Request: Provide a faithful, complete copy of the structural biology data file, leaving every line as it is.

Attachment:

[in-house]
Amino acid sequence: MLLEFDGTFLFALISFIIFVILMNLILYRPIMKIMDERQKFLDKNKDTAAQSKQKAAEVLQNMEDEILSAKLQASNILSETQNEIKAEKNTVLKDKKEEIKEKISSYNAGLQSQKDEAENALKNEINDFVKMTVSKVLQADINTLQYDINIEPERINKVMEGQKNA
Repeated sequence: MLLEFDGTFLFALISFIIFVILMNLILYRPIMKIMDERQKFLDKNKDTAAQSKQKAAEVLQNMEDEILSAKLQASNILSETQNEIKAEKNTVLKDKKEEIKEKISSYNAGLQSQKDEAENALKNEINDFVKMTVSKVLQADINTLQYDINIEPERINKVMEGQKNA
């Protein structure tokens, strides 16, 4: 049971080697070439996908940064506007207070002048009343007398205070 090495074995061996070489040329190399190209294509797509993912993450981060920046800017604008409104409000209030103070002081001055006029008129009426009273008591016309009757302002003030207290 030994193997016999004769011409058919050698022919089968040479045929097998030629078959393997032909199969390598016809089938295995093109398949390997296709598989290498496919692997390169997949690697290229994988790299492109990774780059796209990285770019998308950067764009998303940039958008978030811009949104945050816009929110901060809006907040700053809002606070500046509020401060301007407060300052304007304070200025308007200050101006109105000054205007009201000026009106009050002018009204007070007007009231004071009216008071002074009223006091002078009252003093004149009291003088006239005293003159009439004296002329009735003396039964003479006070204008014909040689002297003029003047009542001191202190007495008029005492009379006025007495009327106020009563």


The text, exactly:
[in-house]
Amino acid sequence: MLLEFDGTFLFALISFIIFVILMNLILYRPIMKIMDERQKFLDKNKDTAAQSKQKAAEVLQNMEDEILSAKLQASNILSETQNEIKAEKNTVLKDKKEEIKEKISSYNAGLQSQKDEAENALKNEINDFVKMTVSKVLQADINTLQYDINIEPERINKVMEGQKNA
Repeated sequence: MLLEFDGTFLFALISFIIFVILMNLILYRPIMKIMDERQKFLDKNKDTAAQSKQKAAEVLQNMEDEILSAKLQASNILSETQNEIKAEKNTVLKDKKEEIKEKISSYNAGLQSQKDEAENALKNEINDFVKMTVSKVLQADINTLQYDINIEPERINKVMEGQKNA
């Protein structure tokens, strides 16, 4: 049971080697070439996908940064506007207070002048009343007398205070 090495074995061996070489040329190399190209294509797509993912993450981060920046800017604008409104409000209030103070002081001055006029008129009426009273008591016309009757302002003030207290 030994193997016999004769011409058919050698022919089968040479045929097998030629078959393997032909199969390598016809089938295995093109398949390997296709598989290498496919692997390169997949690697290229994988790299492109990774780059796209990285770019998308950067764009998303940039958008978030811009949104945050816009929110901060809006907040700053809002606070500046509020401060301007407060300052304007304070200025308007200050101006109105000054205007009201000026009106009050002018009204007070007007009231004071009216008071002074009223006091002078009252003093004149009291003088006239005293003159009439004296002329009735003396039964003479006070204008014909040689002297003029003047009542001191202190007495008029005492009379006025007495009327106020009563």